Comments of the Human Rights Committee
1. The Committee considered the third periodic report of Belarus (CCPR/C/52/Add.8) at its 1151st, 1152nd and 1153rd meetings, held on 14 and 15 July 1992, and adopted at the 1172nd meeting, held on 29 July 1992 the following comments:
2. The Committee expresses its appreciation to the State party for its report and for engaging through a high-ranking delegation in a constructive and frank dialogue with the Committee. The wealth of additional information provided in the introductory statement and in the replies given by the delegation of Belarus to the questions raised by the Committee and by individual members has allowed the Committee to have a clearer picture of the overall situation in the country at a turning point in its history as it makes the transition toward multi-party democracy. The report, and the additional information that was subsequently provided, have enabled the Committee to obtain a comprehensive view of the State party's compliance with the obligations undertaken under the International Covenant on Civil and Political Rights and human rights standards set forth therein.
3. The Committee notes with satisfaction that there has been clear progress in securing civil and political rights in Belarus since the consideration of the second periodic report, and especially since the submission of the third periodic report in July 1990. It is particularly noteworthy that the reforms in Belarus are being handled in a manner that allows a propitious social and political environment for the further protection and promotion of human rights.
4. The Committee also notes with satisfaction that recently enacted laws, notably the Law on Citizenship, are of a liberal character, demonstrating the Government's intention to restructure society in accordance with basic democratic principles. Existing laws, for example those relating to national minorities, are also generally being applied in a manner compatible with the Covenant. Additionally, it welcomes the readiness of the Government of Belarus to make use of the experiences of established democracies with respect to the promotion and protection of human rights.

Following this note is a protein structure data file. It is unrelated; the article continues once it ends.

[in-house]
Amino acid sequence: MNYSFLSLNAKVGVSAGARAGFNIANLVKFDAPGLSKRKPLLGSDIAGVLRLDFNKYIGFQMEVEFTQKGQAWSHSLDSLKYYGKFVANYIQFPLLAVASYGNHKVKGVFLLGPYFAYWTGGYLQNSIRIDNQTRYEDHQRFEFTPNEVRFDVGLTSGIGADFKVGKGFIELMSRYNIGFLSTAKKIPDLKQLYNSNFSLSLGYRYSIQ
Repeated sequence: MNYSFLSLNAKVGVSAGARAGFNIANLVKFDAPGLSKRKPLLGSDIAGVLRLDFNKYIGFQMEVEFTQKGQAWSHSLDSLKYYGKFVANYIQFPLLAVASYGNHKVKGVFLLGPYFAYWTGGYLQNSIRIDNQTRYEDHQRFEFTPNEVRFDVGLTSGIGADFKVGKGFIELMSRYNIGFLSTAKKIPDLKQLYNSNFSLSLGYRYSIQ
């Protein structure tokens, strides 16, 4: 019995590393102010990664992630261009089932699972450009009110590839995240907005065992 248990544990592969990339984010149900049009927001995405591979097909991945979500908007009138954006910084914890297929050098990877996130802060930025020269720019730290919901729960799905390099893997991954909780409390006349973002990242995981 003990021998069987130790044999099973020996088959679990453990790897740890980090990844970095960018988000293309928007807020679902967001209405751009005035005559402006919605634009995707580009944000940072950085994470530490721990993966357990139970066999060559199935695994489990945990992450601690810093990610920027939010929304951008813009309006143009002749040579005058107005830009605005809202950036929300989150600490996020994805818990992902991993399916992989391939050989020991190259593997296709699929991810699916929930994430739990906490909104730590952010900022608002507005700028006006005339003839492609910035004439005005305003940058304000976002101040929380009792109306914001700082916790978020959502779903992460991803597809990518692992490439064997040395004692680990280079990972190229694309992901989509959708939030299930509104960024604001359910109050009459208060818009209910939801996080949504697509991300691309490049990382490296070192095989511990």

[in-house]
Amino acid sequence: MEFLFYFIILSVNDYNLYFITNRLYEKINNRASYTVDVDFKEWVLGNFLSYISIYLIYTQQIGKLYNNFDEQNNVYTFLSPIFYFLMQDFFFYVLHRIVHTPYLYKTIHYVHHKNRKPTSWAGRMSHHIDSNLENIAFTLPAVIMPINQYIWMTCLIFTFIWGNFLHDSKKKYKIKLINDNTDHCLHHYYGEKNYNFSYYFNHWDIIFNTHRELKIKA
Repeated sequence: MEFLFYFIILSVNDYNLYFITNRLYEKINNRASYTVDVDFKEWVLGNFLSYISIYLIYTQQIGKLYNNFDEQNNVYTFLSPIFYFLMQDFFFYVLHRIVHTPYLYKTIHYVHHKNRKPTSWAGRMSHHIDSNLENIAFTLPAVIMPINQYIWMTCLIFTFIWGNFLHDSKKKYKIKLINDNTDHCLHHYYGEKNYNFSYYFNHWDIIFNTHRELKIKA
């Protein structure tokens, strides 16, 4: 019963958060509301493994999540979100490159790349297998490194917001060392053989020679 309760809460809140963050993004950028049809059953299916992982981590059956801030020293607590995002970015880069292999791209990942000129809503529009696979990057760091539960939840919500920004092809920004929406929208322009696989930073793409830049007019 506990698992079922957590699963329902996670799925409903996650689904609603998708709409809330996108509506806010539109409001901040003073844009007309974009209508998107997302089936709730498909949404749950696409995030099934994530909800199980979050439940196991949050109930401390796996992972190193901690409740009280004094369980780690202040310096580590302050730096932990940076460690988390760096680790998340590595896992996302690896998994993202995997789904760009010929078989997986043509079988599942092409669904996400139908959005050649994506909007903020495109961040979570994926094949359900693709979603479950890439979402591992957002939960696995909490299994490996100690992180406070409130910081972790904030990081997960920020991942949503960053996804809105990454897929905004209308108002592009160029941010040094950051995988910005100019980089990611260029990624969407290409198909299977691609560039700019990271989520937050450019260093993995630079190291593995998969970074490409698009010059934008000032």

5. The Committee notes that the heritage of the negative aspects of the past could not be rectified overnight and that much remains to be done to make irreversible the process of introducing multi-party democracy and strengthening the rule of law. The Committee also notes that Belarus continues to face various problems during the present period of transition that make the task of implementing civil and political rights particularly difficult. In this connection, it also notes that the Government's efforts in restructuring the existing legal system have at times been hampered by certain lacunae in national legislation as well as by continuing resort to legislation of the former regime.
6. The Committee expresses concern about the fact that certain drafts, pending before the legislature, are not fully in conformity with the provisions of the Covenant, particularly in respect of freedom of movement. Problems in this regard relate in particular to grounds on which passports may be issued, and to clauses dealing with exit visas, particularly in respect of holders of State secrets - which are incompatible with article 12, paragraph 3, of the Covenant. The Committee is also concerned as to the planned retention of the internal residence permit ("propiska") system. The retention of the death penalty for many offences, even though limited in application, is also of concern to the Committee. The retention of the classification of persons belonging to any religion, in particular the Jewish faith, as a distinct nationality is also without justification. In many areas not covered by new legislation, much depends on the good will of the authorities, with the danger still present that the latter would be unduly influenced by certain attitudes inherited from the past.
7. The Committee considers it to be particularly important that constitutional and legislative reforms should be expedited and that they should be in full conformity with the existing international standards enshrined in the International Covenant on Civil and Political Rights. In drafting new legislation affecting human rights special attention should be paid to the establishment of effective judicial guarantees for the safeguard of civil and political rights. Attention should be paid in all legislation to ensure that any limitations on human rights are in strict conformity with the limitations to those rights permitted in the Covenant. Existing provisions limiting or restricting freedom of movement, including the requirement for exit visas and the clause relating to holders of State secrets, should be eliminated from pending legislation to bring it fully into conformity with article 12, paragraph 3, of the Covenant.